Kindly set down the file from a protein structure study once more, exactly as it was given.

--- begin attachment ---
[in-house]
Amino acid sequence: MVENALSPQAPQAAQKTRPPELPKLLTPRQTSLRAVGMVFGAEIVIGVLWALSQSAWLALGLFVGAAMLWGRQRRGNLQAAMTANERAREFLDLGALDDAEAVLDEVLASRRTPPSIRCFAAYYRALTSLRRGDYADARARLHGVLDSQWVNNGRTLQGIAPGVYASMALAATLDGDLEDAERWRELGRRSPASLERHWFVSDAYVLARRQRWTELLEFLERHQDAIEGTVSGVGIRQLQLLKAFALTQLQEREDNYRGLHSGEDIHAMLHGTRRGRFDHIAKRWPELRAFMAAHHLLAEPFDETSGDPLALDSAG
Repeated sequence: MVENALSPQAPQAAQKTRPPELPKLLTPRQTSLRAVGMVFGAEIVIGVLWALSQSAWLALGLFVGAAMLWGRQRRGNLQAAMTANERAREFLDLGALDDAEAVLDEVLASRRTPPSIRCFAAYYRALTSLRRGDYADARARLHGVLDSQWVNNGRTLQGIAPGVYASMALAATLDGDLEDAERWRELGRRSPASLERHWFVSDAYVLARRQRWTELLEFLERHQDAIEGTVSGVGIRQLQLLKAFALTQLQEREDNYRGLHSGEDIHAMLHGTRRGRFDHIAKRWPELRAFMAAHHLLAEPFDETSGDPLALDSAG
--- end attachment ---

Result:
[in-house]
Amino acid sequence: MVENALSPQAPQAAQKTRPPELPKLLTPRQTSLRAVGMVFGAEIVIGVLWALSQSAWLALGLFVGAAMLWGRQRRGNLQAAMTANERAREFLDLGALDDAEAVLDEVLASRRTPPSIRCFAAYYRALTSLRRGDYADARARLHGVLDSQWVNNGRTLQGIAPGVYASMALAATLDGDLEDAERWRELGRRSPASLERHWFVSDAYVLARRQRWTELLEFLERHQDAIEGTVSGVGIRQLQLLKAFALTQLQEREDNYRGLHSGEDIHAMLHGTRRGRFDHIAKRWPELRAFMAAHHLLAEPFDETSGDPLALDSAG
Repeated sequence: MVENALSPQAPQAAQKTRPPELPKLLTPRQTSLRAVGMVFGAEIVIGVLWALSQSAWLALGLFVGAAMLWGRQRRGNLQAAMTANERAREFLDLGALDDAEAVLDEVLASRRTPPSIRCFAAYYRALTSLRRGDYADARARLHGVLDSQWVNNGRTLQGIAPGVYASMALAATLDGDLEDAERWRELGRRSPASLERHWFVSDAYVLARRQRWTELLEFLERHQDAIEGTVSGVGIRQLQLLKAFALTQLQEREDNYRGLHSGEDIHAMLHGTRRGRFDHIAKRWPELRAFMAAHHLLAEPFDETSGDPLALDSAG